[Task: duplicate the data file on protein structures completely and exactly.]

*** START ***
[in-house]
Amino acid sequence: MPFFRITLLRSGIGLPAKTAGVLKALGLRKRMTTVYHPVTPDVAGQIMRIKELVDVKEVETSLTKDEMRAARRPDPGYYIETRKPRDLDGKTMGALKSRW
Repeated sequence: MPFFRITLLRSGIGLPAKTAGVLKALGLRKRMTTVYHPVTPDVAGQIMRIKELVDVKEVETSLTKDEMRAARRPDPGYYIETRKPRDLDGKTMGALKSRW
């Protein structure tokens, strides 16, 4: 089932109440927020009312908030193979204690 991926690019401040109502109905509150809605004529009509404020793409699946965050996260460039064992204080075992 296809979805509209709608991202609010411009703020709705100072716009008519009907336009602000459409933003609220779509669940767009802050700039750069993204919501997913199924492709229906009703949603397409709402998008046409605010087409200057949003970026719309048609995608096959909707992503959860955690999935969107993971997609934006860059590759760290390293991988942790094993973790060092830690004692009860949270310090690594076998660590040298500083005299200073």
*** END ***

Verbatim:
[in-house]
Amino acid sequence: MPFFRITLLRSGIGLPAKTAGVLKALGLRKRMTTVYHPVTPDVAGQIMRIKELVDVKEVETSLTKDEMRAARRPDPGYYIETRKPRDLDGKTMGALKSRW
Repeated sequence: MPFFRITLLRSGIGLPAKTAGVLKALGLRKRMTTVYHPVTPDVAGQIMRIKELVDVKEVETSLTKDEMRAARRPDPGYYIETRKPRDLDGKTMGALKSRW
């Protein structure tokens, strides 16, 4: 089932109440927020009312908030193979204690 991926690019401040109502109905509150809605004529009509404020793409699946965050996260460039064992204080075992 296809979805509209709608991202609010411009703020709705100072716009008519009907336009602000459409933003609220779509669940767009802050700039750069993204919501997913199924492709229906009703949603397409709402998008046409605010087409200057949003970026719309048609995608096959909707992503959860955690999935969107993971997609934006860059590759760290390293991988942790094993973790060092830690004692009860949270310090690594076998660590040298500083005299200073």